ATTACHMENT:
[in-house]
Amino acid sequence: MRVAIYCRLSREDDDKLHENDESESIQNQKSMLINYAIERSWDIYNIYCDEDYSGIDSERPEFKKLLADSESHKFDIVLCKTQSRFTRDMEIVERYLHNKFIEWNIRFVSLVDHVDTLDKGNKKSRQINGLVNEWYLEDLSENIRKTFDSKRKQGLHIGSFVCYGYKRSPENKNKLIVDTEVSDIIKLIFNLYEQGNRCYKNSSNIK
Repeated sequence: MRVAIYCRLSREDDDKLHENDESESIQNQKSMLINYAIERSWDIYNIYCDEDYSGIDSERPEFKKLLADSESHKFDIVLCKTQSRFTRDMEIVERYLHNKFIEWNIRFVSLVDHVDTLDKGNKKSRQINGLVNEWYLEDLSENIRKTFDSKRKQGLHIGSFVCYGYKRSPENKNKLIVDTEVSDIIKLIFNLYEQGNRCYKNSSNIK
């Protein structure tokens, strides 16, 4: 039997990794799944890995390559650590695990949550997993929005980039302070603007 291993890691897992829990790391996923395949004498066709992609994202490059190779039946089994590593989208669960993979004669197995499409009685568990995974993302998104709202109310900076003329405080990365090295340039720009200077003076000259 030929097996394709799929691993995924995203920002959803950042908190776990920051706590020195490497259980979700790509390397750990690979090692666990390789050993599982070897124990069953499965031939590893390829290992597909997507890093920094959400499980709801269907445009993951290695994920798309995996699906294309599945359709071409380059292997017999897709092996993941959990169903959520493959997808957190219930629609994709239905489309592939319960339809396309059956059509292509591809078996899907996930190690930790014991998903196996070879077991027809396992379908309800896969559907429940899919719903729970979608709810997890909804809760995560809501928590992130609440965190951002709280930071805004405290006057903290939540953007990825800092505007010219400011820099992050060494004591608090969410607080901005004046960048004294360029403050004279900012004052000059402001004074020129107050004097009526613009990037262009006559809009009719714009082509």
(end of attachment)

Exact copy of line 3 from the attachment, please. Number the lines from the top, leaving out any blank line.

Repeated sequence: MRVAIYCRLSREDDDKLHENDESESIQNQKSMLINYAIERSWDIYNIYCDEDYSGIDSERPEFKKLLADSESHKFDIVLCKTQSRFTRDMEIVERYLHNKFIEWNIRFVSLVDHVDTLDKGNKKSRQINGLVNEWYLEDLSENIRKTFDSKRKQGLHIGSFVCYGYKRSPENKNKLIVDTEVSDIIKLIFNLYEQGNRCYKNSSNIK